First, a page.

Is it true that stress, fright, and other emotional distress can cause a miscarriage?
Extreme stress, yes; a quick "boo!" to scare away the hiccups, no.
Studies have not found any link between the ordinary stresses and frustrations of modern life (like those from a hard day at work or a traffic jam) and miscarriage. Likewise, being startled by by something like a sudden noise (a honking horn, a barking dog, a plate shattering on the floor) does not cause a miscarriage.
Stress is not usually a factor in miscarriage. In fact, most causes of miscarriage are either unknown or beyond your control.
For example, 50 to 70 percent of first-trimester miscarriages are thought to be random events caused by chromosomal abnormalities in the fertilized egg. This usually means that the egg or sperm had the wrong number of chromosomes, so the fertilized egg couldn't develop normally. (Read more about miscarriages and what might cause them.)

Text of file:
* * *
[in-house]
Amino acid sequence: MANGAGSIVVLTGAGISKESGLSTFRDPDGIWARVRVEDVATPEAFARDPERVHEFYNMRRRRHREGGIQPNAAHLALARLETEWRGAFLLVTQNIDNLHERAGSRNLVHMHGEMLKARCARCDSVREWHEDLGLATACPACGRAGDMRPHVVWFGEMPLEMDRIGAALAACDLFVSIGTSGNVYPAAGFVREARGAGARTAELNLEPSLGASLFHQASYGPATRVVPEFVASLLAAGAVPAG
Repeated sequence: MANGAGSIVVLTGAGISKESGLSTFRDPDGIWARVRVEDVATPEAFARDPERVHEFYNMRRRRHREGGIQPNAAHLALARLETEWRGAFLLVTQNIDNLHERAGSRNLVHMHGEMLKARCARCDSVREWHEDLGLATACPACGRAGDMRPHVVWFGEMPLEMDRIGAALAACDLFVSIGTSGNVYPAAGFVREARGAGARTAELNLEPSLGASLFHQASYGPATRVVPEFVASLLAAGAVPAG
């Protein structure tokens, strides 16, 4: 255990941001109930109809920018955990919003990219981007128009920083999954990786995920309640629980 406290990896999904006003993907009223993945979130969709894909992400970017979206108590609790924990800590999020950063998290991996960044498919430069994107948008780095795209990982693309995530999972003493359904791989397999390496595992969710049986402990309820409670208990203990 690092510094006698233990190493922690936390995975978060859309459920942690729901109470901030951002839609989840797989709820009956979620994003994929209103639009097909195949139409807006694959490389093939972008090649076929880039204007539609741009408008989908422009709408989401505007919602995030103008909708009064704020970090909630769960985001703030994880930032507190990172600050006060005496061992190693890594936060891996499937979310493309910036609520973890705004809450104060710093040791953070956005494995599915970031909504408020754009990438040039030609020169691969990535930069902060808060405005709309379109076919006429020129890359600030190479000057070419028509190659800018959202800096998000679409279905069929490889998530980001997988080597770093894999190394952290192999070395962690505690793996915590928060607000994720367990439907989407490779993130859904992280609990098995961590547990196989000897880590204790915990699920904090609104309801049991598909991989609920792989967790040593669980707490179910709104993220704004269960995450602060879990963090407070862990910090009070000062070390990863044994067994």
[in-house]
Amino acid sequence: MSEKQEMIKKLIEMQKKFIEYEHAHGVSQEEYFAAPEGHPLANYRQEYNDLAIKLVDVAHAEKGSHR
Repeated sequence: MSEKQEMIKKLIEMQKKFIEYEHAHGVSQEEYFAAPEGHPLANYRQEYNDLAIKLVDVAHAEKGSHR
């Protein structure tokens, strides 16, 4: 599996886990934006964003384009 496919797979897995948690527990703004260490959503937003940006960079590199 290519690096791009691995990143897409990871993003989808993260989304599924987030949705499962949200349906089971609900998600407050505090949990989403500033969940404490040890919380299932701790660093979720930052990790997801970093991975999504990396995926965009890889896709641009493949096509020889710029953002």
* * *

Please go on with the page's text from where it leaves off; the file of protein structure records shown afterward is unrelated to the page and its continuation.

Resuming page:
That said, high levels of stress – such as that caused by a divorce, severe financial problems, or the death of a close family member – can affect a baby's health during pregnancy. According to a 2008 Danish study of more than 19,000 pregnant women, those with a high level of psychological stress had an 80 percent greater risk of stillbirth than women who had an intermediate level of stress during pregnancy.
Other researchers have found that high stress levels can result in premature birth and low birth weight, and even lead to allergies and asthma later in life. And pregnant women who suffer the extreme psychological stress of being in a war zone are more likely to deliver a child who develops schizophrenia.
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